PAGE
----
Wednesday, April 27, 2011

Movies and the South.

When one thinks of the term "Film Festival" one does not think of Nashville. One does not think of the South at all. The two places most people think of are far from the South: Cannes in the South of France (that's in Europe) and Aspen in the Rockies of Colorado (that's in the Western US).

Amazingly, Nashville has its own Film Festival held every year as it has for the last 42 years. Yes, you heard me right. 42 years. Celebrities, Premiers and star studded parties in the center of Green Hills. (Green Hills is the 'old' money part of Nashville.) Originally called "Sinking Creek", it was the champion of independent, experimental and documentary film. More recently, the festival now sees a broader reach of emphasis including Music Films. (Well, it IS the Music City!)

In fact, the city is so 'into' film that recently (just back in March) the local 'ART" film house hosted what was coined "an ambitious film retrospective" (one of many it seems to hold regularly) of films ABOUT life in the South called "Visions of the South." It is obvious that this city loves Film as much as it loves non-light beer and amateur politicians. (Yes, that's a dig, but let's not dwell on it shall we?) It is amazing to see that some films don't really get life in the South right, where others seem to do it justice. And I guess a 'film retrospective' is just what the good Suthunah needs.

It will not stun or amaze you to learn that in the 20-plus years that I have lived in the wonderful Athens of the South (Yeah, Nashville's sister city is Athens, Greece) that I have attended neither Sinking Creek nor the Nashville Film Festival nor any of the 'Film Retrospectives' at the local Art House. No, not one. Not even once. Not on a bet, not on a dare and not by accident.

Why, you may ask? It's simple. I prefer my entertainment to be more...well...entertaining. Now don't get me wrong, I'm sure that all the films in the above Festivals and Retrospectives have great followings, great scripts and all that, but when it all comes down to it, RARELY are they entertaining to me, the standard guy-on-the-street. And by that I mean, no gun-play, no car chases and nothing 'ker-splodes.' A rather simplistic explanation, but it's better than saying that I don't want to watch the kinds of films that sound like this:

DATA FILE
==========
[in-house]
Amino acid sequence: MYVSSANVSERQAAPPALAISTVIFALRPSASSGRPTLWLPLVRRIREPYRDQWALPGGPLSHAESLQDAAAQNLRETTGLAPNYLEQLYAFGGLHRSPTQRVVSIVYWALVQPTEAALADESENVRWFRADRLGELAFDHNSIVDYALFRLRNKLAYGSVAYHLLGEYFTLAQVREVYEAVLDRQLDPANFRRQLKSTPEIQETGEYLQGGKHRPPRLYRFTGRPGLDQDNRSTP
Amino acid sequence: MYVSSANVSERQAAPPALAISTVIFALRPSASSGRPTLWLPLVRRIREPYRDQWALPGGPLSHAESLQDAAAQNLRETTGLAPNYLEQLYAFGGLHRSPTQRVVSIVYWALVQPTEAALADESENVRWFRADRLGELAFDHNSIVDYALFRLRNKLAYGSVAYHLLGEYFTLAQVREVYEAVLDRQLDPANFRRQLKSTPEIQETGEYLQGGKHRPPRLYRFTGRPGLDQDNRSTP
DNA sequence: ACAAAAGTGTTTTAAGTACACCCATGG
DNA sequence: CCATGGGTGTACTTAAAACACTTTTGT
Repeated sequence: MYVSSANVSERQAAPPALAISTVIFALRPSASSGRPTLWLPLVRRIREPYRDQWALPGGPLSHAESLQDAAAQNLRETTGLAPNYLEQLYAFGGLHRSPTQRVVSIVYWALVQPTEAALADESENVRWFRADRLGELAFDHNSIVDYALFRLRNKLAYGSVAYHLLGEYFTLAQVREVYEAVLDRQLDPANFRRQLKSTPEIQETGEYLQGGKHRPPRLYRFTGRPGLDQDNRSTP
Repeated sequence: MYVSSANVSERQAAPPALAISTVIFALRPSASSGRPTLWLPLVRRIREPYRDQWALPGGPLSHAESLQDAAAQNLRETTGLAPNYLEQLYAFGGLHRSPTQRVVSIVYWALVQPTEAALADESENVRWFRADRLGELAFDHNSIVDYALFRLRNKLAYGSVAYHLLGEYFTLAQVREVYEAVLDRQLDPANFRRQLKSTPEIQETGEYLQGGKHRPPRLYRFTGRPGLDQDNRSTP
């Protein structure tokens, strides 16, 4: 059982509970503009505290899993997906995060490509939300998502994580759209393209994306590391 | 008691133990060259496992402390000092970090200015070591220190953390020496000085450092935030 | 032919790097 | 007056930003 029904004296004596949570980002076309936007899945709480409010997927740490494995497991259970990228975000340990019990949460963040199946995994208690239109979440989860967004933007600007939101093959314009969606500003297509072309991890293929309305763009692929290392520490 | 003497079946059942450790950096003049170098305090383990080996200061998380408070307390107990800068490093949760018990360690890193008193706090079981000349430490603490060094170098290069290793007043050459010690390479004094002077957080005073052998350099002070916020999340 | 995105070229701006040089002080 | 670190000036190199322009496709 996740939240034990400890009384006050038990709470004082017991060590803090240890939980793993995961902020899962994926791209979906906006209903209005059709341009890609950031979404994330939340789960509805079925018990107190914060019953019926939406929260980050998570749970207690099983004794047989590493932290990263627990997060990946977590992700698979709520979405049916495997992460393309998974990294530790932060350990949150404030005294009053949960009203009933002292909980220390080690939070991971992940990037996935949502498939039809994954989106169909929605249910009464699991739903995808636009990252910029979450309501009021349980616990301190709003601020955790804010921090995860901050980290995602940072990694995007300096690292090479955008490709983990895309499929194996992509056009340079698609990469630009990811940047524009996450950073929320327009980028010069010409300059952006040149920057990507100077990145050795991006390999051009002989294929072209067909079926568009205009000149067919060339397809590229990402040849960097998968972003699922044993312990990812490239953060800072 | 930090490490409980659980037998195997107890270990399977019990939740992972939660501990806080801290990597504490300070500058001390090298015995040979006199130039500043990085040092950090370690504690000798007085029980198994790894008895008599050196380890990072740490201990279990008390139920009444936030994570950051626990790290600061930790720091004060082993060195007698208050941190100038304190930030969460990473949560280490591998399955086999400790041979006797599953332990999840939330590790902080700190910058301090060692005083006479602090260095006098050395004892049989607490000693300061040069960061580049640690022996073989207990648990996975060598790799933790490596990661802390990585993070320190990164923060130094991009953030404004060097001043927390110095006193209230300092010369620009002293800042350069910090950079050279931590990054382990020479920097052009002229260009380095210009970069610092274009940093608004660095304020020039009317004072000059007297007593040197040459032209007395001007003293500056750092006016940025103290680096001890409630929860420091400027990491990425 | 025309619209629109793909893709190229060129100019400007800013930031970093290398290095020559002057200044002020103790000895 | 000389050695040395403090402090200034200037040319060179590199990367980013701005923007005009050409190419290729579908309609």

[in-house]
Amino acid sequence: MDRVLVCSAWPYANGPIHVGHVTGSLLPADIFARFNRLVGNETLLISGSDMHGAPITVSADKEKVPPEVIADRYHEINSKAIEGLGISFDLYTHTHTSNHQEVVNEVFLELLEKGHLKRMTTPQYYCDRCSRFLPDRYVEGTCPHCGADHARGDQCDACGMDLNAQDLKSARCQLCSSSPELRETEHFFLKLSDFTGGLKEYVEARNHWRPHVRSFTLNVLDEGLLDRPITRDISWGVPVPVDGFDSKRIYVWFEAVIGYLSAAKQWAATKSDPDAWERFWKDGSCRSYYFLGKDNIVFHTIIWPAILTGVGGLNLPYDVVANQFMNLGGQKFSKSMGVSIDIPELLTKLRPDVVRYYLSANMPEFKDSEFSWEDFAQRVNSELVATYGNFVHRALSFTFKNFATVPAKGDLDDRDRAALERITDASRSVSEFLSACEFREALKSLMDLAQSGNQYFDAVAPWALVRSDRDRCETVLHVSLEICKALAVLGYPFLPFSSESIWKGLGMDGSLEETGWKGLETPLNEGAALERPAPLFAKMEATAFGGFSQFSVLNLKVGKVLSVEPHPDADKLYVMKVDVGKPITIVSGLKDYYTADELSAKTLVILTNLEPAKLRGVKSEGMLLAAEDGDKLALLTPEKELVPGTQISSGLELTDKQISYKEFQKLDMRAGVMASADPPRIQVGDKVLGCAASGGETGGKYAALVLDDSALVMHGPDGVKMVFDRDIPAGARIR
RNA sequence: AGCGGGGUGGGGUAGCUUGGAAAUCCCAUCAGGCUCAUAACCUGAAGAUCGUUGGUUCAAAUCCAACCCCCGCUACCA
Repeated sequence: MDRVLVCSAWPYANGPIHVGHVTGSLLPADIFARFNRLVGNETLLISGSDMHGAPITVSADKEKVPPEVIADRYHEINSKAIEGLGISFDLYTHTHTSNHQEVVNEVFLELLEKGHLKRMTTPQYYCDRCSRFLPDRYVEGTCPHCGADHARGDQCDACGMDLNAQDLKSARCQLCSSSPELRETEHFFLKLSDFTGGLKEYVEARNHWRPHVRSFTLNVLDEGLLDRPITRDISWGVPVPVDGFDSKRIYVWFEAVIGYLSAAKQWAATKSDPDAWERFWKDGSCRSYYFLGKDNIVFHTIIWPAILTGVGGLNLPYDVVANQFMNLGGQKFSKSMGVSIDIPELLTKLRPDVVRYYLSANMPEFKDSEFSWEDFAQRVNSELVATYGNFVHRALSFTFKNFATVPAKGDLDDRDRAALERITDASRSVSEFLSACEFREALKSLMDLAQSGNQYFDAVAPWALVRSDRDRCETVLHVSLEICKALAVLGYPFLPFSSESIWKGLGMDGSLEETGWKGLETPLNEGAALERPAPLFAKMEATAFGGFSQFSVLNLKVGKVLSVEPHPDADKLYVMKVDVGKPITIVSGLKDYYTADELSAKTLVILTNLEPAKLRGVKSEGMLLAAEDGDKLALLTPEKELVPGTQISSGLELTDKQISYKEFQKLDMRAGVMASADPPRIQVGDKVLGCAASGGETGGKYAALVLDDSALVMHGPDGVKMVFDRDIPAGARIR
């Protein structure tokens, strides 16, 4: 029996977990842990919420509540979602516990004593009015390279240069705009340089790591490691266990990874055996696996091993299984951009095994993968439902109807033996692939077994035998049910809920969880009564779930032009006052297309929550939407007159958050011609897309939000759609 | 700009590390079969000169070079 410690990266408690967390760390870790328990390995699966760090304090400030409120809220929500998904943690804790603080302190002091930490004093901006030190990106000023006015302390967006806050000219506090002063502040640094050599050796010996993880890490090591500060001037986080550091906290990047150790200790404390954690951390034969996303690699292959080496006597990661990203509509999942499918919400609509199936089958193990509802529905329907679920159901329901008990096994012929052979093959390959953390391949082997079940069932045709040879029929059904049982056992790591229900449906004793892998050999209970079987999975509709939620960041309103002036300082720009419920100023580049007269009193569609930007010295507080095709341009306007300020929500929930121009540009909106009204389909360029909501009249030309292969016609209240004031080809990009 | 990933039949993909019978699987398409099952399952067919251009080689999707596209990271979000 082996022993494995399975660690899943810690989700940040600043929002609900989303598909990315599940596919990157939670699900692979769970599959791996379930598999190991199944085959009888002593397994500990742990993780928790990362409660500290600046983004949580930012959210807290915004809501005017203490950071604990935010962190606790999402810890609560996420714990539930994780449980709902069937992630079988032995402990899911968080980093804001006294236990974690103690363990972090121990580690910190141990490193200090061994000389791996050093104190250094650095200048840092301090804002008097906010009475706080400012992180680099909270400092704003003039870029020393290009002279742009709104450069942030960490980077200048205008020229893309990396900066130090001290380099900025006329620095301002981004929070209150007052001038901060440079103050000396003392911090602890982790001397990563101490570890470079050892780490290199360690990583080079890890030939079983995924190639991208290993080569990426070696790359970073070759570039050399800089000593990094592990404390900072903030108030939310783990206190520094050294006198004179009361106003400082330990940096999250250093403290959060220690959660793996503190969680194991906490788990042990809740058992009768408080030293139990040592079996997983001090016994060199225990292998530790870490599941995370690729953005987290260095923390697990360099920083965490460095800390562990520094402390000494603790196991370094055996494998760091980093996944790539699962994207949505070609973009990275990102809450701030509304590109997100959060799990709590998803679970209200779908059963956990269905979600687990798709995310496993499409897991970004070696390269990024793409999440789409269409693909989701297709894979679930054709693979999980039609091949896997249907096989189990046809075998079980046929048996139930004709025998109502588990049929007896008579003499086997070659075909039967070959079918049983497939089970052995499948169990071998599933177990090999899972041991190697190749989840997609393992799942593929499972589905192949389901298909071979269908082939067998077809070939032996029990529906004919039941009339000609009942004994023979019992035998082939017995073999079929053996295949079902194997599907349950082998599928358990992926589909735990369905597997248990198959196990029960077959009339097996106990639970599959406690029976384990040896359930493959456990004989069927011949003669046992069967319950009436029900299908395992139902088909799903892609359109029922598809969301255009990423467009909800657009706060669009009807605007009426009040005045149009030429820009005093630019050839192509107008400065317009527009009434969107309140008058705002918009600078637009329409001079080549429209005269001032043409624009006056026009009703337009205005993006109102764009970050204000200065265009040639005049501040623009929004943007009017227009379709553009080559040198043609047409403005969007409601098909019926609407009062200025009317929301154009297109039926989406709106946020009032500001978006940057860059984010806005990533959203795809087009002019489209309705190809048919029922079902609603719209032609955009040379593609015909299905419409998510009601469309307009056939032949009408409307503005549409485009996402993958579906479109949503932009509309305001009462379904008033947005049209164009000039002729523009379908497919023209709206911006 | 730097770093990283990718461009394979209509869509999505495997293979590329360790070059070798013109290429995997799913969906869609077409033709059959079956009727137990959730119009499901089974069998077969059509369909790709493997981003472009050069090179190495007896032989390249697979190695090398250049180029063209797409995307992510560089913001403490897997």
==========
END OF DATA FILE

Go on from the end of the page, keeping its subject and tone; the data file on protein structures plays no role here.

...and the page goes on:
Title: Bloomington
"A former child star, known for her role in a cult-hit sci-fi TV program, decides to attend college in Bloomington, Indiana where she begins an affair with her femme-fatale psych professor." It's noted that this is a study of lesbian relationships and the writer even notes that there is no nudity, as if that's a reason for attending. I'd rather watch 'Ace Ventura: Pet Detective'. (And if you know me at all, watching Ace Ventura ranks just above going under the house and just below a root canal.)

Now don't get me wrong. There is nothing wrong with any of these films, any of these film series, festivals and the like. There is nothing wrong with anyone who is associated with them nor anything wrong with anyone who attends. They're just not my cup of suthun-sweet-tea. So as much as I love the South and the things that go with it, the Nashville Film Festival will go on (again) as it always does, without me.

I'm sure they are crying in their non-light malt beverage
'unoaked chard.*

*My brother, Bubba, suggested the change in the last line. I am unsure what "unoaked chard" is, but if he says that a person who attends such film festivals and film retrospectives would enjoy 'unoaked chard' over a non-light malt beverage, then I'm one to believe him. Brother bubba is knowledgeable in such things and I bow to such knowledge. He also keeps me from using 'it's' in place of 'its.'

Wednesday, April 20, 2011

I Need to Pick up a Pickup

Well, I've gone and done it. I went and told one of my good ol' suthun neighbors that I was interested in getting a pickup. Yeah, I know what you're thinking, that should be a good thing. And yes, owning a pickup is just another in the long line of great 'suthun' things that one might need to be considered one of the natives. (Right behind a chain saw and a hunting dog.)

But you see, I told him I was interested in the truck above.

Yes, it looks good. And yes, I really am considering it for when I have a nice pocket full of change.

The reason for my neighbor's disgust is that the above pickup is totally electric. And an Electric Pickup just doesn't seem to get the Suthun Man's juices flowing the way, say, a V-8 Powered PickEmUp DO. The truck in question is the 1998 Chevy S10 EV. Now, Chevy notwithstanding, the S10 EV was considered at the time to be at the forefront of the electric vehicle revolution. Its sister, the EV-1 (a sedan sold through Saturn Dealers on lease programs) made quite a splash when the two were introduced.